The United States has a very unusual system of government that is unique in the world. We are one united nation, but the individual states still have a huge amount of governing power.
The United States government has three million employees. That’s minor compared to the 20 million people who work for local and state governments.
Yet federal laws are supreme and trump state laws. That’s part of our Constitution, article five.
One peculiar way the federal government exercises its supremacy is through the federal judicial branch — federal lawsuits.
From a federal perspective, this is an efficient way to exercise power. The feds don’t have to hire a huge remote administrative force, they just sue the states and make them do as the feds tell them to.
Here in Jackson, we can see the effects of this process in numerous ways.
One such situation that is ongoing involves the U.S. Justice Department suing Mississippi’s Department of Mental Health (DMH), an independent state agency with its own independent governing board.
DMH is funded by the state legislature, but the state legislature has no direct control over the agency. So not only do the feds have no direct control over mental health in Mississippi, but neither does the state legislature. It’s a great way to decentralize power, but it’s not so great at achieving objectives.
The federal order is that mental health be treated as a disability.
In 1999, the United States Supreme Court, in the Olmstead Decision, ruled that failure to place mental health people in appropriate community-based treatment programs violates the Americans with Disabilities Act (ADA).
In 2016, the U.S. Department of Justice sued Mississippi’s Department of Mental Health, accusing the state of failing to offer appropriate community-based treatment for mental health.
It’s important to note the DMH is a very big state agency with a budget of $600 million of which about $220 million comes from the state general fund. It operates five big facilities throughout the state and many more smaller regional facilities.
But the feds want even smaller group homes or, better yet, in-home treatment of patients. The feds also want implementation of jobs programs to get mentally disabled people working and living independently.
This is a big order and quite different from the state’s approach of placing mentally disabled in larger facilities.
Ironically, community-based treatment could save the state money, because often these programs are covered by Medicaid and other federal funding while the state facilities are paid from the general fund.
One problem with group homes is they face huge opposition from neighborhoods who fear a decline in property values.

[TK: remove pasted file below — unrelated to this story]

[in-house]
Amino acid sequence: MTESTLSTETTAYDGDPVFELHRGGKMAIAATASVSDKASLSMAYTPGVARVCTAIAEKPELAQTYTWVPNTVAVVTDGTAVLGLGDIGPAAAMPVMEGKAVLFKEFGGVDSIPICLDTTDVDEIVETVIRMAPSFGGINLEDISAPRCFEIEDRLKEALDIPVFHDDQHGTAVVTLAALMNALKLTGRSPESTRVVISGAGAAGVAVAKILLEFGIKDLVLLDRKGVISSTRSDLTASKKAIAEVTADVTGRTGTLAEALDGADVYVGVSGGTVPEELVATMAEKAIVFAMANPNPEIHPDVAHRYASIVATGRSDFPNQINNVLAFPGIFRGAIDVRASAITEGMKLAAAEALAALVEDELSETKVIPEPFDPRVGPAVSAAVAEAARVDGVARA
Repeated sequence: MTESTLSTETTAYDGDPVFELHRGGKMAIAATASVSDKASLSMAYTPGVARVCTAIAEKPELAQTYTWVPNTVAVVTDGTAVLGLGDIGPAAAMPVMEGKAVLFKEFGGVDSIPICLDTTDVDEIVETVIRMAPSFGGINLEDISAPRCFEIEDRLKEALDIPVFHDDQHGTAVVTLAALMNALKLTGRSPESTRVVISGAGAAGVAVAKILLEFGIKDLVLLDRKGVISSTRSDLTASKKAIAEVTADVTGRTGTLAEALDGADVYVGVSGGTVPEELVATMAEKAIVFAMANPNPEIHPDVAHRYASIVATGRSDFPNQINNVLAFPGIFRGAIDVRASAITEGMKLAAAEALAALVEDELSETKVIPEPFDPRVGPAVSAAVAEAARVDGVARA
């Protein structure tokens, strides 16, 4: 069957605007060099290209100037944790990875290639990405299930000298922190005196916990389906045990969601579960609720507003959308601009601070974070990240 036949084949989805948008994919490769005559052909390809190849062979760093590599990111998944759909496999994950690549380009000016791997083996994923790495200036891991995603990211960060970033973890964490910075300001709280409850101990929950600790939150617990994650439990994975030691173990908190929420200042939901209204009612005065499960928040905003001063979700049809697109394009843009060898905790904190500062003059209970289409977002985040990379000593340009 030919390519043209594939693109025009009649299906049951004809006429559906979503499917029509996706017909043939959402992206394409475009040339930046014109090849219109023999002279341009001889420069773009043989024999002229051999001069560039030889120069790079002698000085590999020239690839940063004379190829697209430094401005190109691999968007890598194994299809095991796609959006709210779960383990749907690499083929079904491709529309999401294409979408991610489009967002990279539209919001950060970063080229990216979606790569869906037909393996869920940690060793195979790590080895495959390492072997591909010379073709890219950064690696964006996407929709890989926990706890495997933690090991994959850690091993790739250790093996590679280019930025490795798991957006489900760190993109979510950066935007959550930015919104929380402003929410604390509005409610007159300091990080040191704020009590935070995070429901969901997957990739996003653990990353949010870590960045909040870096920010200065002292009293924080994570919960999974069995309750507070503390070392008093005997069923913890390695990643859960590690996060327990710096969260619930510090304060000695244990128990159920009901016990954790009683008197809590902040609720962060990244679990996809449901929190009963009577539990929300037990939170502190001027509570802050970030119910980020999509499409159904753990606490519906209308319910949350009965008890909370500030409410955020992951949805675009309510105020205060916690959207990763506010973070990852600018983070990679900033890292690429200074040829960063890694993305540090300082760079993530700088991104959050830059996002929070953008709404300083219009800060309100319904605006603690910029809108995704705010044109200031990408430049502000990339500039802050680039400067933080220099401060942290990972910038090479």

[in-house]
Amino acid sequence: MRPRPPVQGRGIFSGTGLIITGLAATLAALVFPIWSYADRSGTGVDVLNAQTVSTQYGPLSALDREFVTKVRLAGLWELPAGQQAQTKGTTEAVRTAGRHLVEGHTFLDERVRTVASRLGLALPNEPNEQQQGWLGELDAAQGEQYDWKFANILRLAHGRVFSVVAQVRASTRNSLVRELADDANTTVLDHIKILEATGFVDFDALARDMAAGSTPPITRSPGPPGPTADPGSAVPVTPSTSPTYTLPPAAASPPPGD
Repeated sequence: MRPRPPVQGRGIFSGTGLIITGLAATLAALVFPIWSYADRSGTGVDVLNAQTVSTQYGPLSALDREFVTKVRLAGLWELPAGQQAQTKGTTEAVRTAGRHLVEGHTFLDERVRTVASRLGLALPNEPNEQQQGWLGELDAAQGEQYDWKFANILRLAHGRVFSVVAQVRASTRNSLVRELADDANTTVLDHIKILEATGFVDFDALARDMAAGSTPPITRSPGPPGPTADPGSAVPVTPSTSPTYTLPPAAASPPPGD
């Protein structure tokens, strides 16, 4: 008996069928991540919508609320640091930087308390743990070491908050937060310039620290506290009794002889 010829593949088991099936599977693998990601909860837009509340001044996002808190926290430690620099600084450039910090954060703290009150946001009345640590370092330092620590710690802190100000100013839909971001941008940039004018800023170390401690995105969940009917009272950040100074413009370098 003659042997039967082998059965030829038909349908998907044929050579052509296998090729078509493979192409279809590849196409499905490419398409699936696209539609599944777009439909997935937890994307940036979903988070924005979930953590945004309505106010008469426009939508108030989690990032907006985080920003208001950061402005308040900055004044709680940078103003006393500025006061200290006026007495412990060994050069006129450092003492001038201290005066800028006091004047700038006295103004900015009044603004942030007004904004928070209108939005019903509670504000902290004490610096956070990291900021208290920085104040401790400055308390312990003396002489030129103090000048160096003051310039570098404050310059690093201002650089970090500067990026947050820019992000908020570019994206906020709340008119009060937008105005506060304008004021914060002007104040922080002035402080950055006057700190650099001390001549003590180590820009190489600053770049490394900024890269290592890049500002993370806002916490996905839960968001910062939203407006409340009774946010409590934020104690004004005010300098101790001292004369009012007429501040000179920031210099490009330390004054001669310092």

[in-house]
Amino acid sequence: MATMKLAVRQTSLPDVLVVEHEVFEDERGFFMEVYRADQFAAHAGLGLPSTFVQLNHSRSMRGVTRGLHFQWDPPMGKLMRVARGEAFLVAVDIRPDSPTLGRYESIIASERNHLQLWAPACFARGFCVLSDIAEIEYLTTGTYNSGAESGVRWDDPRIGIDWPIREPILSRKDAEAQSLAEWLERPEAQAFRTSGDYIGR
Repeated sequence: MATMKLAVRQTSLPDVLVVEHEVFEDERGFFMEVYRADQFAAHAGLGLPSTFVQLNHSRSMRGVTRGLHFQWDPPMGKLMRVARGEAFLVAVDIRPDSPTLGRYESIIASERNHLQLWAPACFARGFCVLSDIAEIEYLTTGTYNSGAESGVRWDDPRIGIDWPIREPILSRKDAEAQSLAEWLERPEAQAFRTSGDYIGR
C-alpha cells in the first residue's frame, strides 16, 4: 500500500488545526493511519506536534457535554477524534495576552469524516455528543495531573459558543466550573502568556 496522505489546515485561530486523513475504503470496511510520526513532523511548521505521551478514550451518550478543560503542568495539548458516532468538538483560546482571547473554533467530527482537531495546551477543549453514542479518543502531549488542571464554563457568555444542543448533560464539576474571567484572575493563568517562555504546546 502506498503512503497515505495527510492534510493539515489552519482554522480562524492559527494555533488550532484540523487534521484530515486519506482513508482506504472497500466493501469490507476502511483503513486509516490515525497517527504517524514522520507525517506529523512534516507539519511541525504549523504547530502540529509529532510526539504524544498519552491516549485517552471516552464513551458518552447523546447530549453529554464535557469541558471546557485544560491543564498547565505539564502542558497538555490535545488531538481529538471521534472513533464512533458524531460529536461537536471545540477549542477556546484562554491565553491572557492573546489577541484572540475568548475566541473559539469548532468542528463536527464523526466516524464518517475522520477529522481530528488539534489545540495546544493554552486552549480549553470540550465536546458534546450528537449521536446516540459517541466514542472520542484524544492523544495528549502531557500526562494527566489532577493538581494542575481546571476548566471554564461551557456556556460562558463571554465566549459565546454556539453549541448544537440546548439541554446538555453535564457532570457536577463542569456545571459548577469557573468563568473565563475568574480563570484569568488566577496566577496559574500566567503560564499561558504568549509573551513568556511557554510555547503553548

These ongoing federal lawsuits are big business and employ tons of lawyers, both for the feds and the private local firms that state hires to defend. They go on for years. Adding to the disconnect, the Mississippi Attorney General controls the lawsuit, not the Mississippi Department of Health. It’s a big bureaucratic mess.
All parties involved seem to agree the community-based treatment is better, aside from a small percentage of severely mentally ill. It’s just hard to get a huge bureaucracy to change its ways.
Right now, federal district judge Carlton Reeves has appointed a “court monitor” to move the process along. Dr. Michael Hogan has decades of experience, including serving as New York’s mental health commissioner for five years.
Hogan’s report noted much progress toward community-based mental health, but also much that still needs to be done.
I have read the report. To me, it seems obvious the essence of the problem is caused by our decentralized system of government that employs dozens of local, state and federal programs. Getting them to all work together cohesively is difficult at best. Therein lies the rub. Not only do we have dozens of different programs but each one is funded in a dozen different ways.
The biggest issue in this regard is Medicaid, which pays for most treatment costs. Yet Medicaid is an extremely complicated federal program not controlled by the state’s DMH. So there is a gargantuan disconnect between the money and the management.
Hogan writes: “It is hard to overstate Medicaid’s importance for people with mental illness in Mississippi, and in sustaining the State’s mental health system. For disabled individuals, Medicaid’s comprehensive benefits cover most key elements of treatment, except hospitalization in a state hospital. However, Medicaid is a public program covering many other healthcare services, and the largest item in many state budgets. It operates under complicated federal rules and is subject to the ongoing legislative scrutiny that its size and scope suggest. Medicaid also has constraints and limitations that affect the services it can cover.”
In other words, without syncing complicated Medicaid’s reimbursement process with the DMH’s regulation of community-based mental health services, progress will be difficult.
The solution is a total revamp and consolidation in our mental health services, linking management and funding, something that the federal courts don’t have the will or competency to achieve. So the legal show will just go on and on while progress will continue to be slow and incremental.
Our decentralized federal system has many advantages, limiting power and abuse being the main one. However, this has a high cost in efficiency. This is evident in our struggle to improve mental health in Mississippi.
Wyatt Emmerich is the editor and publisher of The Northside Sun, a weekly newspaper in Jackson. He can be reached by e-mail at email@example.com.